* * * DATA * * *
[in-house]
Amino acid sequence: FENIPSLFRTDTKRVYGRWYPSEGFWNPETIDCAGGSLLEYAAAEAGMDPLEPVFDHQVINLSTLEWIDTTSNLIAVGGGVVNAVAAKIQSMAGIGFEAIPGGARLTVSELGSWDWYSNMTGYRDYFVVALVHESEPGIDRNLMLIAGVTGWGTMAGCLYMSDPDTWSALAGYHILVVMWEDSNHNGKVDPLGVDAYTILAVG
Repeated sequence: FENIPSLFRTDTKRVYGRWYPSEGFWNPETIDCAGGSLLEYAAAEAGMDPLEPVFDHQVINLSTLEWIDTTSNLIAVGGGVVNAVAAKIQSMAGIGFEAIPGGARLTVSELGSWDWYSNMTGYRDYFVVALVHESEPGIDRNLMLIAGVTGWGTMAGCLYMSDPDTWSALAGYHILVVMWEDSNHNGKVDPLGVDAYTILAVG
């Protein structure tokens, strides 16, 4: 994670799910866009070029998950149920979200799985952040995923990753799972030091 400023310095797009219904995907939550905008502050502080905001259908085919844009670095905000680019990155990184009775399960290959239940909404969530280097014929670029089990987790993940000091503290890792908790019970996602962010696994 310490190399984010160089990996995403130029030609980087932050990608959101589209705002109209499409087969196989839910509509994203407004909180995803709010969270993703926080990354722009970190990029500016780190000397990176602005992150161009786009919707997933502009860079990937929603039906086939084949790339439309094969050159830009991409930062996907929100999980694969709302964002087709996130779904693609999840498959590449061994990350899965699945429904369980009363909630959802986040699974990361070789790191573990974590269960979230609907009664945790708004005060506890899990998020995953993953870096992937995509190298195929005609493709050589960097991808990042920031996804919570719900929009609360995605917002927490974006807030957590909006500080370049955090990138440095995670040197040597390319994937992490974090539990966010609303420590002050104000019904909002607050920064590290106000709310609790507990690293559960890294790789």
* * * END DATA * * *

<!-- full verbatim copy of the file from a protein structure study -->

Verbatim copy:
[in-house]
Amino acid sequence: FENIPSLFRTDTKRVYGRWYPSEGFWNPETIDCAGGSLLEYAAAEAGMDPLEPVFDHQVINLSTLEWIDTTSNLIAVGGGVVNAVAAKIQSMAGIGFEAIPGGARLTVSELGSWDWYSNMTGYRDYFVVALVHESEPGIDRNLMLIAGVTGWGTMAGCLYMSDPDTWSALAGYHILVVMWEDSNHNGKVDPLGVDAYTILAVG
Repeated sequence: FENIPSLFRTDTKRVYGRWYPSEGFWNPETIDCAGGSLLEYAAAEAGMDPLEPVFDHQVINLSTLEWIDTTSNLIAVGGGVVNAVAAKIQSMAGIGFEAIPGGARLTVSELGSWDWYSNMTGYRDYFVVALVHESEPGIDRNLMLIAGVTGWGTMAGCLYMSDPDTWSALAGYHILVVMWEDSNHNGKVDPLGVDAYTILAVG
């Protein structure tokens, strides 16, 4: 994670799910866009070029998950149920979200799985952040995923990753799972030091 400023310095797009219904995907939550905008502050502080905001259908085919844009670095905000680019990155990184009775399960290959239940909404969530280097014929670029089990987790993940000091503290890792908790019970996602962010696994 310490190399984010160089990996995403130029030609980087932050990608959101589209705002109209499409087969196989839910509509994203407004909180995803709010969270993703926080990354722009970190990029500016780190000397990176602005992150161009786009919707997933502009860079990937929603039906086939084949790339439309094969050159830009991409930062996907929100999980694969709302964002087709996130779904693609999840498959590449061994990350899965699945429904369980009363909630959802986040699974990361070789790191573990974590269960979230609907009664945790708004005060506890899990998020995953993953870096992937995509190298195929005609493709050589960097991808990042920031996804919570719900929009609360995605917002927490974006807030957590909006500080370049955090990138440095995670040197040597390319994937992490974090539990966010609303420590002050104000019904909002607050920064590290106000709310609790507990690293559960890294790789």